581 AD to 618 AD
10.375″ (26.4cm) high
Despite its brief duration, lasting for the rule of only two emperors, the Sui Dynasty paved the way for the golden age attained during the T’ang Dynasty. Perhaps their most significant program was the construction of the Great Canal, a project that facilitated the movement of people and goods across great distances, leading to the reunification of China. However, the cost of the Canal bankrupted the empire and ultimately led to its dissolution. The rulers of the T’ang would capitalize on the infrastructure improvements of the Sui and establish one of the greatest empires in the history of China, following the footsteps of the Sui.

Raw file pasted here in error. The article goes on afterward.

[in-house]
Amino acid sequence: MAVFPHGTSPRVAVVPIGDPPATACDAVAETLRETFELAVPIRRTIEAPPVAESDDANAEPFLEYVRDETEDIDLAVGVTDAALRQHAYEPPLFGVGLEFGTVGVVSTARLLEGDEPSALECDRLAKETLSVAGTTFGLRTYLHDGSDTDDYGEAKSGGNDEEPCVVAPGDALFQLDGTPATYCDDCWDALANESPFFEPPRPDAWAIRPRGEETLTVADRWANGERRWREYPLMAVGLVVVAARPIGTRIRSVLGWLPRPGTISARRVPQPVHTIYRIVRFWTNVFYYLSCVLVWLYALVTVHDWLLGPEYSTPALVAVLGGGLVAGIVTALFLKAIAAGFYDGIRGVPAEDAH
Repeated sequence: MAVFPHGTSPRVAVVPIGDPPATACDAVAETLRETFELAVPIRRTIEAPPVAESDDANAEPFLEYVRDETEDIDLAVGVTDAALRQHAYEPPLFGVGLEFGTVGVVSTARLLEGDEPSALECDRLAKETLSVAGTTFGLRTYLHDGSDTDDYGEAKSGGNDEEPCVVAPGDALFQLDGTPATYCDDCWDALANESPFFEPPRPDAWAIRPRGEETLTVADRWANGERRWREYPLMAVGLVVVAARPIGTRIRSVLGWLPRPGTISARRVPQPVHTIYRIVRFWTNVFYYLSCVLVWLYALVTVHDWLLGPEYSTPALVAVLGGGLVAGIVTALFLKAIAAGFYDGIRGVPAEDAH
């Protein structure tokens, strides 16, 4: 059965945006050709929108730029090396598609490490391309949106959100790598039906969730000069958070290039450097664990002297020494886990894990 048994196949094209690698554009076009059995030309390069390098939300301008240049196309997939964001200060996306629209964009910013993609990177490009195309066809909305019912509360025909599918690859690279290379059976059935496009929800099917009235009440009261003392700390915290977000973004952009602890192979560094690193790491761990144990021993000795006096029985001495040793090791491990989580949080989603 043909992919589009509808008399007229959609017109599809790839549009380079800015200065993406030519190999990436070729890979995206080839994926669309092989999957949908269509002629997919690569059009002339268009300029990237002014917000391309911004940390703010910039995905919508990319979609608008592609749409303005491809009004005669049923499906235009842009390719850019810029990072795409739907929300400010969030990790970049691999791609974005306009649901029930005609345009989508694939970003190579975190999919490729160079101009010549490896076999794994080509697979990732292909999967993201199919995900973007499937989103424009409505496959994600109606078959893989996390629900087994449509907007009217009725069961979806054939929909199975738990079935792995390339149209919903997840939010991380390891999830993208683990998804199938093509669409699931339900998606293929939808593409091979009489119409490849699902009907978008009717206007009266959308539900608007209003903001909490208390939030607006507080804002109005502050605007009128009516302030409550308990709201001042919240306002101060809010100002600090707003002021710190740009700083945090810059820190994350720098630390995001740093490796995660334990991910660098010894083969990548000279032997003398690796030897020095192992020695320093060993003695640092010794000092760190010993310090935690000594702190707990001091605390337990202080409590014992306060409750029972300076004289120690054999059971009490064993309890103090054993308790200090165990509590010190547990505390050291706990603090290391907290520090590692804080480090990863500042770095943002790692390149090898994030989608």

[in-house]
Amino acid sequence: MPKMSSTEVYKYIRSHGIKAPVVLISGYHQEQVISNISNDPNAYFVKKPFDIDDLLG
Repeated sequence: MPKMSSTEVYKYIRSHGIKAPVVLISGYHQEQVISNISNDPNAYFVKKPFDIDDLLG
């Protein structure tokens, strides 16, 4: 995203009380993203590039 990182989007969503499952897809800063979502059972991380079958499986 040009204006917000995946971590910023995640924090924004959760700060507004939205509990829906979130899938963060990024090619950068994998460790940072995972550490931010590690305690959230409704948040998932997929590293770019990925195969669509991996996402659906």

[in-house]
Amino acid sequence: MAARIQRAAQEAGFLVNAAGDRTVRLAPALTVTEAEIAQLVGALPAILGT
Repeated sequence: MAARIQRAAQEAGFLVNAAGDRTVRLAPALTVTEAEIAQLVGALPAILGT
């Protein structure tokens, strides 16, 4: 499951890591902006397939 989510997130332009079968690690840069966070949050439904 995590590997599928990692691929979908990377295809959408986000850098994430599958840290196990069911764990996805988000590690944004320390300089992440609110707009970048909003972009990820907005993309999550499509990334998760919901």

Secular sculpture of the Sui dynasty is represented by tomb figurines that are slim and unadorned, characterized by a yellowish crème glazed that would be elaborated upon in the Sancia-glazed ware of the T’ang Dynasty. These figurines, still bearing earthen residue, exemplify Sui tastes, as they were made specifically to accompany their lord in the afterlife. This stunning sculpture of a female attendant is a gorgeous example of Sui Dynasty sculpture. While her long-sleeved dressed have been covered in a vibrant yellow glaze, she wears a blouse on top of her dress that has been painted bright red. In addition, her facial features and hair have been highlighted in black paint, with red for her lips. Such women may represent wives, princesses, or attendants. Her beauty inspires us as we transport back in time to another era, over a thousand years ago, where this woman once danced or sang for us, or awaited our beck and call.Login to view price